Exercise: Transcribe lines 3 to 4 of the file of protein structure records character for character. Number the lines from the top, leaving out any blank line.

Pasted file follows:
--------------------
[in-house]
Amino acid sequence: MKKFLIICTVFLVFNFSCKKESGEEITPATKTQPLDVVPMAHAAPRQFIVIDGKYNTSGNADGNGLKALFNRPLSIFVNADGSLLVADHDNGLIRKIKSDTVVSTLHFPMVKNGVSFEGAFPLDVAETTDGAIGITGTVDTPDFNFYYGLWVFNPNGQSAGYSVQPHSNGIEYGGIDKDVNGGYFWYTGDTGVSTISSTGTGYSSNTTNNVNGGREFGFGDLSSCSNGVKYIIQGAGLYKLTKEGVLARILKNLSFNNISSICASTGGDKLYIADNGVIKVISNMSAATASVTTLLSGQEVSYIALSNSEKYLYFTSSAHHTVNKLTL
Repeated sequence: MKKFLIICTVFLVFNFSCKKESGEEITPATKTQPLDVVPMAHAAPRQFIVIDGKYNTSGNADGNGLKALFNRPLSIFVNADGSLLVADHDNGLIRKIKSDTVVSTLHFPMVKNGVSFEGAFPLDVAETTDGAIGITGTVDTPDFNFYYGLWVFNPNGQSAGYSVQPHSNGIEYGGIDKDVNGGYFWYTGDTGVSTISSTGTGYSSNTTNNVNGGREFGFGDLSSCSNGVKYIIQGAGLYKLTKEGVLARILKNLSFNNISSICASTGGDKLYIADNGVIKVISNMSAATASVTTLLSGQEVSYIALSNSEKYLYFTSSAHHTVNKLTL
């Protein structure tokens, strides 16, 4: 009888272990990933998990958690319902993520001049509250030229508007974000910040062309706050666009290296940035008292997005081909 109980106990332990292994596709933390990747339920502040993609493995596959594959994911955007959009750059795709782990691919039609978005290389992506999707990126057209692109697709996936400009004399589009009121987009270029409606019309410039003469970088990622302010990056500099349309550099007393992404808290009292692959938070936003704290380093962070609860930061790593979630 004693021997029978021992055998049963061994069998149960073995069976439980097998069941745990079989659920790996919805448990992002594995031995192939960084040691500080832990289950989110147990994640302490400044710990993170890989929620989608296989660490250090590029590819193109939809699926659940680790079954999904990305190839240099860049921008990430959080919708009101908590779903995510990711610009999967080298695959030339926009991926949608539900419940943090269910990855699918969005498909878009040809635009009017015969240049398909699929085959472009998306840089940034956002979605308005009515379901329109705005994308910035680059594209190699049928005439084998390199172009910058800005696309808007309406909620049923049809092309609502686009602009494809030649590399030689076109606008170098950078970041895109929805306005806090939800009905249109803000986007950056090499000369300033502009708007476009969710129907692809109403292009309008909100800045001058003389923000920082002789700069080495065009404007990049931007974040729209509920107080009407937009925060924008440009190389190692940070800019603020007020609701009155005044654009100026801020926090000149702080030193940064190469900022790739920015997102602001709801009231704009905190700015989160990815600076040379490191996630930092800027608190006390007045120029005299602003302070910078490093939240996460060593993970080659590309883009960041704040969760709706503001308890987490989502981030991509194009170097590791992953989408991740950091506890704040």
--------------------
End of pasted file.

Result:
Repeated sequence: MKKFLIICTVFLVFNFSCKKESGEEITPATKTQPLDVVPMAHAAPRQFIVIDGKYNTSGNADGNGLKALFNRPLSIFVNADGSLLVADHDNGLIRKIKSDTVVSTLHFPMVKNGVSFEGAFPLDVAETTDGAIGITGTVDTPDFNFYYGLWVFNPNGQSAGYSVQPHSNGIEYGGIDKDVNGGYFWYTGDTGVSTISSTGTGYSSNTTNNVNGGREFGFGDLSSCSNGVKYIIQGAGLYKLTKEGVLARILKNLSFNNISSICASTGGDKLYIADNGVIKVISNMSAATASVTTLLSGQEVSYIALSNSEKYLYFTSSAHHTVNKLTL
């Protein structure tokens, strides 16, 4: 009888272990990933998990958690319902993520001049509250030229508007974000910040062309706050666009290296940035008292997005081909 109980106990332990292994596709933390990747339920502040993609493995596959594959994911955007959009750059795709782990691919039609978005290389992506999707990126057209692109697709996936400009004399589009009121987009270029409606019309410039003469970088990622302010990056500099349309550099007393992404808290009292692959938070936003704290380093962070609860930061790593979630 004693021997029978021992055998049963061994069998149960073995069976439980097998069941745990079989659920790996919805448990992002594995031995192939960084040691500080832990289950989110147990994640302490400044710990993170890989929620989608296989660490250090590029590819193109939809699926659940680790079954999904990305190839240099860049921008990430959080919708009101908590779903995510990711610009999967080298695959030339926009991926949608539900419940943090269910990855699918969005498909878009040809635009009017015969240049398909699929085959472009998306840089940034956002979605308005009515379901329109705005994308910035680059594209190699049928005439084998390199172009910058800005696309808007309406909620049923049809092309609502686009602009494809030649590399030689076109606008170098950078970041895109929805306005806090939800009905249109803000986007950056090499000369300033502009708007476009969710129907692809109403292009309008909100800045001058003389923000920082002789700069080495065009404007990049931007974040729209509920107080009407937009925060924008440009190389190692940070800019603020007020609701009155005044654009100026801020926090000149702080030193940064190469900022790739920015997102602001709801009231704009905190700015989160990815600076040379490191996630930092800027608190006390007045120029005299602003302070910078490093939240996460060593993970080659590309883009960041704040969760709706503001308890987490989502981030991509194009170097590791992953989408991740950091506890704040």